A timely documenatry of a salvage operation

A timely documenatry of a salvage operation

Joyce Glasser reviews EREBUS: Into the Unknown (9 January 2015)

While search teams have just located the tail of the Air Asia flight that disappeared into the Java Sea on December 27, killing all 162 on board, Peter Burger and Charlotte Purdy’s timely documentary, Erebus: Into the Unknown is opening in cinemas (followed shortly by a DVD release).

The film is about what happened when a team of New Zealand Police officers, untrained in such operations, were despatched to Antarctica to retrieve and repatriate the bodies from an Air New Zealand crash.

That this tragedy took place on the other side of the world and 36 years ago does not diminish the film’s impact half as much as the directors’ annoying practice of showing, through re-enactments, exactly what the interviewees are telling us.

On 28 November 1979 an Air New Zealand jet went missing at the foot of Mount Erebus with 257 men, women and children on board.  About three-quarters of this slight film are devoted to re-enactments of the body gathering in Antarctica, and interviews with the policemen whose lives have been traumatised by the experience. It is not often that we are taken behind the scenes of a body-salvage operation.

The loud squawking birds of prey attacking the corpses; the 24-hour sunlight and the frigid wind howling through their unheated tents, making sleep problematic; the men sleeping in their work clothes and using the same gloves to eat and dig for bodies.

A shower is impossible and food is tasteless grub. At the end of the operation they release tension by sledging on unused plastic body bags and drinking wine from miraculously unbroken bottles found in wreckage.

Air New Zealand had sent senior staff to investigate how a jet plane could fly into a mountain in broad day light and blamed ‘pilot error’. In time, Greg Gilpin and Stuart Leighton among others would start to question that conclusion.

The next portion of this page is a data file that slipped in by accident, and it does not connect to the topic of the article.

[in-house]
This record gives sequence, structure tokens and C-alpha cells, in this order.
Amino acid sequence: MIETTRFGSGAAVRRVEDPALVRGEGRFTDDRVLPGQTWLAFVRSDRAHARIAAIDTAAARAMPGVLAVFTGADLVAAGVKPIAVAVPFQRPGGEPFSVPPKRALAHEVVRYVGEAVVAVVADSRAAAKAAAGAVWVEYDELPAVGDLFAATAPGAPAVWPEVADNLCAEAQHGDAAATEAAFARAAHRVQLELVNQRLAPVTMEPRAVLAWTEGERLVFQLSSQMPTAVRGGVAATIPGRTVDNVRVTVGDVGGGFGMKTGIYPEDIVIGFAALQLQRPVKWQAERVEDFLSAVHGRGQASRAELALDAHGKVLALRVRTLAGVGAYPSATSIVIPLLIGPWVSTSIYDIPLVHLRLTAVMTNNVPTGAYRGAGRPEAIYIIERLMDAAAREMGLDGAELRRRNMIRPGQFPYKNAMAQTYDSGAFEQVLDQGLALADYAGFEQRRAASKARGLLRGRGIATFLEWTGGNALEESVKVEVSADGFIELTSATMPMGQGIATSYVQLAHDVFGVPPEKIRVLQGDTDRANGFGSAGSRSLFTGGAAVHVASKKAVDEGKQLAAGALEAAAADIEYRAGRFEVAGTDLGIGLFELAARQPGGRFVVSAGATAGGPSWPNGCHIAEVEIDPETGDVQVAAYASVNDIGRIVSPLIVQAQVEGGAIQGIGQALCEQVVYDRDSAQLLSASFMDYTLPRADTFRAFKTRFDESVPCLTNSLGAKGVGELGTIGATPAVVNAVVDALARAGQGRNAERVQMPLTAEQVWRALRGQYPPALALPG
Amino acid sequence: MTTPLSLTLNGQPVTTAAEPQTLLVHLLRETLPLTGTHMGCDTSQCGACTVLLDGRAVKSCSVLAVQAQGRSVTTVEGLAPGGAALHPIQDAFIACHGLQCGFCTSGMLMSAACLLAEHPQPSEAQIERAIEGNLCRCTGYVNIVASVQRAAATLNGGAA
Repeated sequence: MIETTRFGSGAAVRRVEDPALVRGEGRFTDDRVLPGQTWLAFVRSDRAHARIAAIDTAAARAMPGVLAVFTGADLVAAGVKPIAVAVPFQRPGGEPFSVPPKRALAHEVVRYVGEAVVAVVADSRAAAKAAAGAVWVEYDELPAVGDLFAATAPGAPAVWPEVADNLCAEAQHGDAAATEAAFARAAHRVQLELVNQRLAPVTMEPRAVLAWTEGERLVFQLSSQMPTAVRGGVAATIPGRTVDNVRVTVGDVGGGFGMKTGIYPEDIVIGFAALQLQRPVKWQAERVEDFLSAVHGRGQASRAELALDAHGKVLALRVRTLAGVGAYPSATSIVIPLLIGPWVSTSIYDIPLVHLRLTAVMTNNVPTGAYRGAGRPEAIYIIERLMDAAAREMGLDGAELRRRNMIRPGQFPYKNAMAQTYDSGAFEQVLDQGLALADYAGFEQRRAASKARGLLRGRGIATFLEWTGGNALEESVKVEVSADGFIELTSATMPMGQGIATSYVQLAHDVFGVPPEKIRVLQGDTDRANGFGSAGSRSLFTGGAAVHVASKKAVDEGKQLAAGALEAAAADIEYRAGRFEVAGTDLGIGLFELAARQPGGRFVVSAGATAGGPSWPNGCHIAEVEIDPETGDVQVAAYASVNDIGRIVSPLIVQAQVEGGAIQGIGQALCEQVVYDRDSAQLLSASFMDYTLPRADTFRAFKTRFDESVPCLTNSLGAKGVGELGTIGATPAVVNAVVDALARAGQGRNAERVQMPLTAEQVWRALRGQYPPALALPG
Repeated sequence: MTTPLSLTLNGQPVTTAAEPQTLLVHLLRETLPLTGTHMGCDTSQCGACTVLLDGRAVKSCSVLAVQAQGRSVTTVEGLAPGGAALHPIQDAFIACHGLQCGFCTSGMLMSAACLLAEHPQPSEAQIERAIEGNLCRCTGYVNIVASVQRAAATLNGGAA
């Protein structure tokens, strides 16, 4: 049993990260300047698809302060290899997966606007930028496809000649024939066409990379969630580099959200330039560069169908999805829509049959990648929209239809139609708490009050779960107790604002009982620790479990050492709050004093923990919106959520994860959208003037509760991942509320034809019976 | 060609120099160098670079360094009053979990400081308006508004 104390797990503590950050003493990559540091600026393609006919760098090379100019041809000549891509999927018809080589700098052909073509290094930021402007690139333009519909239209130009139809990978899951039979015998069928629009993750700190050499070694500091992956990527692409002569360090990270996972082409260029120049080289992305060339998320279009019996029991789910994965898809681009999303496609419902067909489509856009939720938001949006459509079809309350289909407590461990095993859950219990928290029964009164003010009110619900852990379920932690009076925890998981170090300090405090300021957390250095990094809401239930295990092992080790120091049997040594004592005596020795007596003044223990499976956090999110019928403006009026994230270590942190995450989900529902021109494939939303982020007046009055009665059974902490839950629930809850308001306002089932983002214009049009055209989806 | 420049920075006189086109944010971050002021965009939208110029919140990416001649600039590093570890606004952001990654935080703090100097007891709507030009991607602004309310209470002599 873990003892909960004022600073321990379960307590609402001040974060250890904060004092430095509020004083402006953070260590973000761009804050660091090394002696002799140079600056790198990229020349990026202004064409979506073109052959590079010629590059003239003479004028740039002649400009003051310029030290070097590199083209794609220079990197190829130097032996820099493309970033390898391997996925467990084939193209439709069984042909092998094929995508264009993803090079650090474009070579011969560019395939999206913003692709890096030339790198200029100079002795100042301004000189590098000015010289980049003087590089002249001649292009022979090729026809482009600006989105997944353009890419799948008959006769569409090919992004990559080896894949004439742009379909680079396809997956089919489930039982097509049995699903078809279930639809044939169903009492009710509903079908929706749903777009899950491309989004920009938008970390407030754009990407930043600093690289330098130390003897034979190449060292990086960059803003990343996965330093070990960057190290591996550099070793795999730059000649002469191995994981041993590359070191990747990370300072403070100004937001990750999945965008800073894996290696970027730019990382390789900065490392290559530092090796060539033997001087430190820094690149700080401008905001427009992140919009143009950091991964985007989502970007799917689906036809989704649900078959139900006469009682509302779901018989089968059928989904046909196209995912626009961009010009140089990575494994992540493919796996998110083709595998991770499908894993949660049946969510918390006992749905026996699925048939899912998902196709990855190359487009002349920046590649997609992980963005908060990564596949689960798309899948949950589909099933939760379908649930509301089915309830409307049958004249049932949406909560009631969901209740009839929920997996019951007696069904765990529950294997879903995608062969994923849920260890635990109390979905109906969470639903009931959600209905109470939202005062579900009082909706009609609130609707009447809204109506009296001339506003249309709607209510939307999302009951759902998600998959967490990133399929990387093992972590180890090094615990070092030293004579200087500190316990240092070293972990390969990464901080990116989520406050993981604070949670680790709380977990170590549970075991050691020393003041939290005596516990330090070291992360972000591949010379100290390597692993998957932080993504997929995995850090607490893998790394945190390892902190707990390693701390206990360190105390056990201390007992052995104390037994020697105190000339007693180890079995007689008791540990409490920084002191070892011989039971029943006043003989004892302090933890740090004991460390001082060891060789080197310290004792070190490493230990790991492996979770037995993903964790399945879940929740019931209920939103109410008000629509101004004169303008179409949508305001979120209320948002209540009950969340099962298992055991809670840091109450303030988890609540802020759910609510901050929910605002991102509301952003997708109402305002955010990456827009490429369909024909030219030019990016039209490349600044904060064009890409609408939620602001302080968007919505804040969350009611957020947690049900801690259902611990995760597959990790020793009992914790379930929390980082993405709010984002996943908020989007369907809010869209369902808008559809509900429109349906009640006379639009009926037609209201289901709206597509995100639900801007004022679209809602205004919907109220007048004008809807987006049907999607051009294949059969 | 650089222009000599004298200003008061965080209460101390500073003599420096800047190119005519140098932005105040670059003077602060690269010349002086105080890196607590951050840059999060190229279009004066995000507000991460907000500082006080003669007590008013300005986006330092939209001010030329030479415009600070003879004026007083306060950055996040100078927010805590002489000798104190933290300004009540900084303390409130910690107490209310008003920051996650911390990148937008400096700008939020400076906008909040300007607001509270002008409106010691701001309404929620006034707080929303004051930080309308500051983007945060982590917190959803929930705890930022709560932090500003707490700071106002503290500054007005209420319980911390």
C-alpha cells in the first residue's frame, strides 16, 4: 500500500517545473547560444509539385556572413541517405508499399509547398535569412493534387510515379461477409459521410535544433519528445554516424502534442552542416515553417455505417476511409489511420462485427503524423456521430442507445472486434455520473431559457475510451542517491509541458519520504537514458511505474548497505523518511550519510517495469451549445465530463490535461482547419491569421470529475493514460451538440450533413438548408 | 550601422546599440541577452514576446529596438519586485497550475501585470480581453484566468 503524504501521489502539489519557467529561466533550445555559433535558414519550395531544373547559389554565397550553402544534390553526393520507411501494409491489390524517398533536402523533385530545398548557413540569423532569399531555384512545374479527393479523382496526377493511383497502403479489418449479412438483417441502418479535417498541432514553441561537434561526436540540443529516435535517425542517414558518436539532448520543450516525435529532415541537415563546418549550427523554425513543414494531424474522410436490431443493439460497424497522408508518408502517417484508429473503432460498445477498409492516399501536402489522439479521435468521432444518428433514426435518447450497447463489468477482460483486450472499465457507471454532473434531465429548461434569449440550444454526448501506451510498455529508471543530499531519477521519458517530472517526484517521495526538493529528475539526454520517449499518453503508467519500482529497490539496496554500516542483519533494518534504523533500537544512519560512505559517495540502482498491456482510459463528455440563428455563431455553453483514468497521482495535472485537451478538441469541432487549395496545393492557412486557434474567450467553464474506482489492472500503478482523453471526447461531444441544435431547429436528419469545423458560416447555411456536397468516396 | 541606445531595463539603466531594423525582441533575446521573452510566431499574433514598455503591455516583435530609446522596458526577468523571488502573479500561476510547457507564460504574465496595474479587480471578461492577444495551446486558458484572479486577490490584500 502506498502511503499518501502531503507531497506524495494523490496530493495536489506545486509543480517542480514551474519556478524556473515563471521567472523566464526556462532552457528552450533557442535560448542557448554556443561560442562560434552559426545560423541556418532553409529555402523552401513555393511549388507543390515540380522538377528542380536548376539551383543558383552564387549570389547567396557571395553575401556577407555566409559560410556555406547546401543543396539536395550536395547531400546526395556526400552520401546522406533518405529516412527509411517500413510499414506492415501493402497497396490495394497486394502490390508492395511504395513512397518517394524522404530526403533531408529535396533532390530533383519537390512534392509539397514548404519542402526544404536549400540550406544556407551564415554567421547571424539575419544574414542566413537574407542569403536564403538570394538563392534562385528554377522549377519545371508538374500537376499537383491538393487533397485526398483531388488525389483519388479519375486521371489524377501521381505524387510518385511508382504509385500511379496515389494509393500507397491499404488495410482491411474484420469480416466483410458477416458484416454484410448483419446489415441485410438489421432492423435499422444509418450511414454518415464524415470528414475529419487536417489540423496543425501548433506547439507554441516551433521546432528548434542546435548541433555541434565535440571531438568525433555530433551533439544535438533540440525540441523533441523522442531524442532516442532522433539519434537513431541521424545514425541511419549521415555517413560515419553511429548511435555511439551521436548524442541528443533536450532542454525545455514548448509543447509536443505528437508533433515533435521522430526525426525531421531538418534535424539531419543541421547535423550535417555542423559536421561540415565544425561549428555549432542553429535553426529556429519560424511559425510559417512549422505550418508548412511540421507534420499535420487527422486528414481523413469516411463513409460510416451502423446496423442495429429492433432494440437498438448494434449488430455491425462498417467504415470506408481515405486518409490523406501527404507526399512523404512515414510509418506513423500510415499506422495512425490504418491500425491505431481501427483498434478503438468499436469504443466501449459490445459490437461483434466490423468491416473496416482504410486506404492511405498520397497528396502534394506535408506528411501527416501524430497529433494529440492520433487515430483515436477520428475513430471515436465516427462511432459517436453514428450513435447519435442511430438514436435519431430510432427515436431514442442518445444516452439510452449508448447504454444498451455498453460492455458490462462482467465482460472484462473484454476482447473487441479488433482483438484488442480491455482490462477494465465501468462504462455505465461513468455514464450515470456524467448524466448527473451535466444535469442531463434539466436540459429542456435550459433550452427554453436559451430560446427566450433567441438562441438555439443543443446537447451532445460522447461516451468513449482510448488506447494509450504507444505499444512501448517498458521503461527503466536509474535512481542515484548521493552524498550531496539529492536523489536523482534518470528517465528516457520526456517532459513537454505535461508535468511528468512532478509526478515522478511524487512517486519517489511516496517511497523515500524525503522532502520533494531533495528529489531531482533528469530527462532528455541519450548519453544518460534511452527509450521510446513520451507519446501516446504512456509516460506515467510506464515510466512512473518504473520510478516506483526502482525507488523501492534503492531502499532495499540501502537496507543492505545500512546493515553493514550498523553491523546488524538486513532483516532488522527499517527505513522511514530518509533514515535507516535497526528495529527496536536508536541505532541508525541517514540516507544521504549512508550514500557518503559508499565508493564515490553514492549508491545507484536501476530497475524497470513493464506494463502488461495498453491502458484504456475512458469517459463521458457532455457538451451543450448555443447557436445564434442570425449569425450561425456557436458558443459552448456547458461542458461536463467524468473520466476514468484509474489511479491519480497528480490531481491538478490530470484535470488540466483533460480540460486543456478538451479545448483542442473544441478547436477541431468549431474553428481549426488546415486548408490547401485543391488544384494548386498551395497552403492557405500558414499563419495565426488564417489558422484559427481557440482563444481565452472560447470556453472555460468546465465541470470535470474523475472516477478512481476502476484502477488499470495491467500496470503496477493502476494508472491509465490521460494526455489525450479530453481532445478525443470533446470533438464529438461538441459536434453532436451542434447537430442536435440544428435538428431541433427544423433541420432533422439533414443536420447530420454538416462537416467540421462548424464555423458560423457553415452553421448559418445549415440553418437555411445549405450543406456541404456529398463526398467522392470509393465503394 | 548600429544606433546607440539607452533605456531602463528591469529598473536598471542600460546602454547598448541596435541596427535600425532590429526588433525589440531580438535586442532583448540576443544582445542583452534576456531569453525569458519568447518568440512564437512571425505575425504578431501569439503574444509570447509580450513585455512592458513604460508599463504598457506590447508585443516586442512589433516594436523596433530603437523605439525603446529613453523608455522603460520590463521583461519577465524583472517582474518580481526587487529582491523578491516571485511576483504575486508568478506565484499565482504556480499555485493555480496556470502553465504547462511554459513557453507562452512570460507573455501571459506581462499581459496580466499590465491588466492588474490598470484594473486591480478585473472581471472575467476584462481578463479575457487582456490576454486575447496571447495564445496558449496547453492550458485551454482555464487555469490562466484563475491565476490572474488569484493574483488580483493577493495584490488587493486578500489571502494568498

First, we see how the weather can change within minutes, covering the mountain. Then we learn that when the body of Captain Collins was found (in tact, including uniform), so, too, was his three-ring binder notebook full of technical writing.  The team turned it in to Air New Zealand.

The final quarter of the film is devoted to what emerges as a cover-up between the Government and its national airline. A frustrated investigator points to the brochures promising a sight-seeing tour. So officials knew the plane would be flying low. He is not popular at Air New Zealand.

At the Royal Commission of Enquiry it emerges that the navigational coordinates had been changed but the pilot and crew had not been informed.  Air New Zealand maintain that pages were removed from the binder because it contained phone numbers of women the married pilot saw when abroad.  Leighton informs the Enquiry that it did not contain any phone numbers.

While the initial interviews with Greg Gilpin and Stu Leighton are interesting and the re-enactment (shot in New Zealand) of the search for corpses is gruesomely fascinating, there is a lot of repetition. On the other hand, the intriguing story of the cover-up receives the least amount of time and leaves us wanting to know more.